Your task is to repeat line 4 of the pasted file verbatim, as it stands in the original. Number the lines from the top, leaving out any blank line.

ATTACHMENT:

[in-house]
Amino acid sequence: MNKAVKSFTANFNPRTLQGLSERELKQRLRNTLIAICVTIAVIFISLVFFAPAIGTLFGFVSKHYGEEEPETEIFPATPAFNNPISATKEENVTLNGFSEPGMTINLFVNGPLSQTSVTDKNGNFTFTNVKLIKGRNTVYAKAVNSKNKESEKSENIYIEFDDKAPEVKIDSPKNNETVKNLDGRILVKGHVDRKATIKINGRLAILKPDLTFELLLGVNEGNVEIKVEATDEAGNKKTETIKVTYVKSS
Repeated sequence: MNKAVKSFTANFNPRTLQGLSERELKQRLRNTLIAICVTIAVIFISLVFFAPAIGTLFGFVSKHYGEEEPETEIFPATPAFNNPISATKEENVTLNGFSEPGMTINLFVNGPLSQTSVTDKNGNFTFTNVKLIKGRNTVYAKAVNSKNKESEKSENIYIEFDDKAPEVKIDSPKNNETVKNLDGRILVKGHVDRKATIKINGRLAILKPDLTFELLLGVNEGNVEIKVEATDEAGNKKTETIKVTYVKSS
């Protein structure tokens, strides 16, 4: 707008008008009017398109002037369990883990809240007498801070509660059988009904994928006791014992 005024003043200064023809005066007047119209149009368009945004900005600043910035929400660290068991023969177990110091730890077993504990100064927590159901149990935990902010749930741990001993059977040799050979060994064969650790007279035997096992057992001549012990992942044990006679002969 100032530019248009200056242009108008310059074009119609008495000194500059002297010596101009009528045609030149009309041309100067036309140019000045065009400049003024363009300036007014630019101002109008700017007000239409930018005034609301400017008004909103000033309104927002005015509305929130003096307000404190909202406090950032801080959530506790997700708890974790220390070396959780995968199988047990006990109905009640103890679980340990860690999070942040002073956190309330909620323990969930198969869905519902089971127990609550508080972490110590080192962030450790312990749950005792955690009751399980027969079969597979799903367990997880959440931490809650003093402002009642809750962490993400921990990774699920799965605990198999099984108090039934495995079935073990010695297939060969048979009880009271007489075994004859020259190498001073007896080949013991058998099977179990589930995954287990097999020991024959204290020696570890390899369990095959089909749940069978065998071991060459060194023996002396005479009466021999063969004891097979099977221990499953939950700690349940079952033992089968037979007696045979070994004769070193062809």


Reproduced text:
């Protein structure tokens, strides 16, 4: 707008008008009017398109002037369990883990809240007498801070509660059988009904994928006791014992 005024003043200064023809005066007047119209149009368009945004900005600043910035929400660290068991023969177990110091730890077993504990100064927590159901149990935990902010749930741990001993059977040799050979060994064969650790007279035997096992057992001549012990992942044990006679002969 100032530019248009200056242009108008310059074009119609008495000194500059002297010596101009009528045609030149009309041309100067036309140019000045065009400049003024363009300036007014630019101002109008700017007000239409930018005034609301400017008004909103000033309104927002005015509305929130003096307000404190909202406090950032801080959530506790997700708890974790220390070396959780995968199988047990006990109905009640103890679980340990860690999070942040002073956190309330909620323990969930198969869905519902089971127990609550508080972490110590080192962030450790312990749950005792955690009751399980027969079969597979799903367990997880959440931490809650003093402002009642809750962490993400921990990774699920799965605990198999099984108090039934495995079935073990010695297939060969048979009880009271007489075994004859020259190498001073007896080949013991058998099977179990589930995954287990097999020991024959204290020696570890390899369990095959089909749940069978065998071991060459060194023996002396005479009466021999063969004891097979099977221990499953939950700690349940079952033992089968037979007696045979070994004769070193062809």